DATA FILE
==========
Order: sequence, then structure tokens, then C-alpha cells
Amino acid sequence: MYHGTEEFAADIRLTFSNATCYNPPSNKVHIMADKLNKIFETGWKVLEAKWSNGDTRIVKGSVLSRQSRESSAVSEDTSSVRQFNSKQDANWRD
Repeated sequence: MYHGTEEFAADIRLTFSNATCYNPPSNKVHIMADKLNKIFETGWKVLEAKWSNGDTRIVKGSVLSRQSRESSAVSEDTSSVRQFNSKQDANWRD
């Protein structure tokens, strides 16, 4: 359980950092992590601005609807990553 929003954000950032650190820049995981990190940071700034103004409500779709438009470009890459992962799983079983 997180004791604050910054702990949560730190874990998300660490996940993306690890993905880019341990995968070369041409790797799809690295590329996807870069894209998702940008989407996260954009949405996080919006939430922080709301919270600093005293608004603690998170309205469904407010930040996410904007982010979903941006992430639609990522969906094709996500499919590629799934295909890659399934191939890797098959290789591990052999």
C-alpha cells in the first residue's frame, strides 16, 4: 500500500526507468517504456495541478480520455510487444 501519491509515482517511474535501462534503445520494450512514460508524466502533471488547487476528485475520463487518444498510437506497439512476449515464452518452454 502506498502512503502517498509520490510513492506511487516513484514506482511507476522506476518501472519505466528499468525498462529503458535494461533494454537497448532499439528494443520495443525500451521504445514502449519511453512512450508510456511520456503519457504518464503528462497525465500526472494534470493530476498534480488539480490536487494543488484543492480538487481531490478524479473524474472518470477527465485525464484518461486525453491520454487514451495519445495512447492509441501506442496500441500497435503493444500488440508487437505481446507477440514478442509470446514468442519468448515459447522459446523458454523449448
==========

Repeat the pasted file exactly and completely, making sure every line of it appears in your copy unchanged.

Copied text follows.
Order: sequence, then structure tokens, then C-alpha cells
Amino acid sequence: MYHGTEEFAADIRLTFSNATCYNPPSNKVHIMADKLNKIFETGWKVLEAKWSNGDTRIVKGSVLSRQSRESSAVSEDTSSVRQFNSKQDANWRD
Repeated sequence: MYHGTEEFAADIRLTFSNATCYNPPSNKVHIMADKLNKIFETGWKVLEAKWSNGDTRIVKGSVLSRQSRESSAVSEDTSSVRQFNSKQDANWRD
């Protein structure tokens, strides 16, 4: 359980950092992590601005609807990553 929003954000950032650190820049995981990190940071700034103004409500779709438009470009890459992962799983079983 997180004791604050910054702990949560730190874990998300660490996940993306690890993905880019341990995968070369041409790797799809690295590329996807870069894209998702940008989407996260954009949405996080919006939430922080709301919270600093005293608004603690998170309205469904407010930040996410904007982010979903941006992430639609990522969906094709996500499919590629799934295909890659399934191939890797098959290789591990052999």
C-alpha cells in the first residue's frame, strides 16, 4: 500500500526507468517504456495541478480520455510487444 501519491509515482517511474535501462534503445520494450512514460508524466502533471488547487476528485475520463487518444498510437506497439512476449515464452518452454 502506498502512503502517498509520490510513492506511487516513484514506482511507476522506476518501472519505466528499468525498462529503458535494461533494454537497448532499439528494443520495443525500451521504445514502449519511453512512450508510456511520456503519457504518464503528462497525465500526472494534470493530476498534480488539480490536487494543488484543492480538487481531490478524479473524474472518470477527465485525464484518461486525453491520454487514451495519445495512447492509441501506442496500441500497435503493444500488440508487437505481446507477440514478442509470446514468442519468448515459447522459446523458454523449448